Similarly, the US commitment to the Indo-Pacific cannot be taken for granted. The highly polarised nature of US domestic politics alludes to a possible return for Donald Trump (or at least some form of Trumpism) following the presidential election in 2024 with a reversion to the isolationist, unilateralist and transactional politics that accompanied the previous administration. In this context, India cannot take for granted the United States’ role as a guarantor of regional and global security.  This has been reaffirmed by the paltry US commitment of $150 million to Southeast Asia during the recent US-ASEAN Summit and the United States’ recently unveiled Indo-Pacific Economic Framework, which lacks detail and has reportedly been watered down (while following in the footsteps of other US initiatives that have made limited progress, including the Biden administration’s ‘Build Back Better World’ (B3W) partnership; the Trump administration’s BUILD Act and the Obama administration’s strategic ‘pivot’ or ‘re-balance’ toward Asia). These developments indicate that New Delhi cannot rely on the United States as an advocate of India’s expanded regional and global role. Rather, India will need to leverage the possibility of a reduced (or more fickle) US role on the world stage to strengthen its external engagement. This is what other so-called ‘middle powers’, such as Japan have been doing.

Exploiting this period of strategic opportunity will also be contingent on strengthening India’s internal and regional situation. India’s domestic reforms have historically been the weakest link of its external engagement. This remains the case as the country suffers from power shortages fuelled by a record heat wave on the subcontinent. While India has escaped the infamous ‘Hindu rate of growth’, it remains vulnerable to an ‘Indian rate of policymaking’ fuelled by challenges of bureaucratic inertia and inter-ministerial coordination. While technology advancements have streamlined decision-making in some areas (e.g. Aadhaar card strengthening India’s social welfare system), there remains slow progress in other areas, such as infrastructure projects aimed at strengthening regional connectivity. On the political front, while the BJP is moving from strength to strength electorally, it remains to be seen whether the Modi government’s progressive reform-driven agenda gains the upper hand over its more divisive identity-driven politics.

On the regional front, India is surrounded by several unstable or near-failed states. Afghanistan following the US/ NATO withdrawal is a prime example, with the Taliban takeover of the country largely negating New Delhi’s diplomatic and development initiatives in the country over the last two decades. Myanmar’s experiment with democracy has also failed with the country on the verge of renewed civil war while New Delhi’s role (or at least visible role) has been largely limited to protecting its own economic and security interests rather than democracy promotion. Sri Lanka is in the midst of an economic crisis, although India has been a key source of economic support to the country. And of course there is India’s perennial ‘all-weather’ adversary, Pakistan. Coupled with concerns over environmental and inflationary pressures and food security across South Asia, how can India aspire to ‘Great Power’ status in the midst of an unstable periphery?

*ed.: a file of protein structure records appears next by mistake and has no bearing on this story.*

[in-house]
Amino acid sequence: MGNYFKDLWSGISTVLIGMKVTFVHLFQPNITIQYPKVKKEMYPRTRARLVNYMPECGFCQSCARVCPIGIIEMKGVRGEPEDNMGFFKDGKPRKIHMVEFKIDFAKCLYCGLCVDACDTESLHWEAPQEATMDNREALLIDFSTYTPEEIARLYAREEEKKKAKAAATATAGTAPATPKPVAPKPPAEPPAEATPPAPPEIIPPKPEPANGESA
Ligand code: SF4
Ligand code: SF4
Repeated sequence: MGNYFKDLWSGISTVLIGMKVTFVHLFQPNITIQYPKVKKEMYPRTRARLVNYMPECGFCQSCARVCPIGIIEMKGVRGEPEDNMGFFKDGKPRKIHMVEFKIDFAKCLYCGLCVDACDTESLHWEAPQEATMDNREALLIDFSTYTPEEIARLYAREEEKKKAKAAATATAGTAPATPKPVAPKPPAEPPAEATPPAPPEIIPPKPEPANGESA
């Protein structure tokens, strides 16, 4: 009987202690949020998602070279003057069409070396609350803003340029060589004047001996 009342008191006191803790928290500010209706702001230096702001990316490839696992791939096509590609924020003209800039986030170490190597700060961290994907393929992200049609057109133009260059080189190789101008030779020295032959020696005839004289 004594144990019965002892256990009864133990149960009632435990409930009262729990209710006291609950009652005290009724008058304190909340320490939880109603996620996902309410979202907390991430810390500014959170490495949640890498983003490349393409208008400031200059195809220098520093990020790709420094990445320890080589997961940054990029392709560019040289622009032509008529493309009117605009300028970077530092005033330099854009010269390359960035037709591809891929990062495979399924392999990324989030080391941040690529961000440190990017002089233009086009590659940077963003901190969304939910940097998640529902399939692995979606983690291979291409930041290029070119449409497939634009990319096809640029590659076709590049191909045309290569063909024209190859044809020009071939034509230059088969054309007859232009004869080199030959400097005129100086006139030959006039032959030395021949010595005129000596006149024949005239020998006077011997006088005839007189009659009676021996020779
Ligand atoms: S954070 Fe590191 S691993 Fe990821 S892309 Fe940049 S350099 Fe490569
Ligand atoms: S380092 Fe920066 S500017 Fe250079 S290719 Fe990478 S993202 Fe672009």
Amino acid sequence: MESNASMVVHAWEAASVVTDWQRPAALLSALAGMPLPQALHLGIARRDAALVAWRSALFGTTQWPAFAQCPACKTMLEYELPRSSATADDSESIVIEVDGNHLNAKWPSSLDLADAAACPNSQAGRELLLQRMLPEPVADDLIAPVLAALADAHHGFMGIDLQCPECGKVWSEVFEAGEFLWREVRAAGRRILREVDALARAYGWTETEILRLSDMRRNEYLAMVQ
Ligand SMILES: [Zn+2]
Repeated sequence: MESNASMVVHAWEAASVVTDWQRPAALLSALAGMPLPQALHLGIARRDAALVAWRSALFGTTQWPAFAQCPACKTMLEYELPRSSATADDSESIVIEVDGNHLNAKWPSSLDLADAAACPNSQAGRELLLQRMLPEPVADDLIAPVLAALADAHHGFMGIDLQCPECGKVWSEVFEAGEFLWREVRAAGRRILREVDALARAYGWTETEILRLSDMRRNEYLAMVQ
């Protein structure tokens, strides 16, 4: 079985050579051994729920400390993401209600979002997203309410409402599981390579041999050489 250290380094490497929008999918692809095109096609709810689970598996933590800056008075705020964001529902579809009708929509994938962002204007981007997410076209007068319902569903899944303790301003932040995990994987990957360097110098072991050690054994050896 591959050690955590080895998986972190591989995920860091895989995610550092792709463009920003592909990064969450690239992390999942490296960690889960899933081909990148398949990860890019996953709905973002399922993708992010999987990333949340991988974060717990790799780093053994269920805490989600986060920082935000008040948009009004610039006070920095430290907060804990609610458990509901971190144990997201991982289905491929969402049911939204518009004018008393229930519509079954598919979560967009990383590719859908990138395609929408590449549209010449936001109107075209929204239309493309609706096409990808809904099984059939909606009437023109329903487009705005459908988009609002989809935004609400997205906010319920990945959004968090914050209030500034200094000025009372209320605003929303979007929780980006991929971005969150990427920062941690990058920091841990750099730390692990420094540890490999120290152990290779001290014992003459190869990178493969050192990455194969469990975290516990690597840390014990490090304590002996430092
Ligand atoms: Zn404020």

Finally, there is the question of India’s image as a responsible global power. While its status as a leading contributor to UN peacekeeping operations is well known, recent developments have raised questions about India’s ability to be a provider and protector of global public goods. Just as India’s vaccine export ban triggered by the second wave of the pandemic that hit the country in early 2021 undermined India’s status a the “pharmacy of the world”, so the recent wheat export ban undermines the government’s pledge to “feed the world” following the disruption of commodity exports triggered by the Russian invasion of Ukraine. This is supplemented by India’s peripheral role in mediating key global flashpoints, from the Korean Peninsula to Iran’s nuclear program and most recently the Russia-Ukraine conflict.


During his speech in South Korea, Biden noted that ‘we are standing at an inflection point in history’. This geopolitical turning point is a reflection of the Russian invasion of Ukraine and a more pronounced strategic rivalry between the United States and China. With respect to the later, both countries are seeking to fill gaps in their regional engagement; the Biden administration’s Indo-Pacific Economic Framework seeks to bridge a gap between the country’s economic and security engagement, which has been fuelled by the Trump administration’s withdrawal from the erstwhile Trans-Pacific Partnership in 2017 while the US has continued to pursue a string of security-related initiatives, such as AUKUS security partnership. Meanwhile, Xi Jinping’s proposed ‘Global Security Partnership’ offers a security counterpart to the ‘Belt and Road Initiative’. At the same time, neither the US nor China appear willing to accept an expanded role for the other in the emerging regional and global order. Chinese Vice Foreign Minister Le Yucheng alluded to this when he warned that the United States’ Indo-Pacific strategy ‘is as dangerous as the NATO strategy of eastward expansion in Europe’ and ‘if allowed to go on unchecked,.. it would bring unimaginable consequences, and ultimately push the Asia-Pacific over the edge of an abyss’.

The trick for India will be to navigate this more polarised and potentially bifurcated international system while maintaining its importance through its proactive diplomacy abroad and robust growth and reform agenda at home. While India faces a period of strategic opportunity, its growing strategic significance is not a forgone conclusion. India cannot be a passive observer or complacent in the face of a rapidly evolving regional and global order. When the dust settles a new world order will emerge and India’s place in it is yet to be defined.